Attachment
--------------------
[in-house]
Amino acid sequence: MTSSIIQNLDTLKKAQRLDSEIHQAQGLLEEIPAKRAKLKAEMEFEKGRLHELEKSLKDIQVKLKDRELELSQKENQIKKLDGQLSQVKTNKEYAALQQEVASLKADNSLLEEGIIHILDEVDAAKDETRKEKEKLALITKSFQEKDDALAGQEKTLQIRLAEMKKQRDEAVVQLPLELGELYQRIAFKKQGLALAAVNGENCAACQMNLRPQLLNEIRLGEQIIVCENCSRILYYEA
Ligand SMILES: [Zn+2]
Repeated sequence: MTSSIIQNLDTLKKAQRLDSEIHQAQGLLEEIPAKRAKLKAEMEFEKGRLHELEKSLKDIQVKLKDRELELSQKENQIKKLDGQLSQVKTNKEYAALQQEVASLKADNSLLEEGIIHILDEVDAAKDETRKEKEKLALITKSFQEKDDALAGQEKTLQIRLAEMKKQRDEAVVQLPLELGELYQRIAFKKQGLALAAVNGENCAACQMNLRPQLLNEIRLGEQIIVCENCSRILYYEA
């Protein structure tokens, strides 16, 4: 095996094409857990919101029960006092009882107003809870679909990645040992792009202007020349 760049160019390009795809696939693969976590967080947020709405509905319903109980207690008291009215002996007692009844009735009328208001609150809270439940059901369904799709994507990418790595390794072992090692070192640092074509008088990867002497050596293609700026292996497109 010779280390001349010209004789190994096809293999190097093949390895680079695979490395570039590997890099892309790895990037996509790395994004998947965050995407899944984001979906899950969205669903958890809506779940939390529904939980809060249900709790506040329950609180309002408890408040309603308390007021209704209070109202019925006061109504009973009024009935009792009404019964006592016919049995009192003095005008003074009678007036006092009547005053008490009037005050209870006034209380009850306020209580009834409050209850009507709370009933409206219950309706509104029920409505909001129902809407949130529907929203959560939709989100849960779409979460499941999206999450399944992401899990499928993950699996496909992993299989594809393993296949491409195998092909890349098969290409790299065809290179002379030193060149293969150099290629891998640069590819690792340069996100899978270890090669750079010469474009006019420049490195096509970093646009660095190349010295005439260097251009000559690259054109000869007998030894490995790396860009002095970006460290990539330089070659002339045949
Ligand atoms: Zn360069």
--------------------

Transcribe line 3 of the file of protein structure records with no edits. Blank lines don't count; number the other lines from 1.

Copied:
Ligand SMILES: [Zn+2]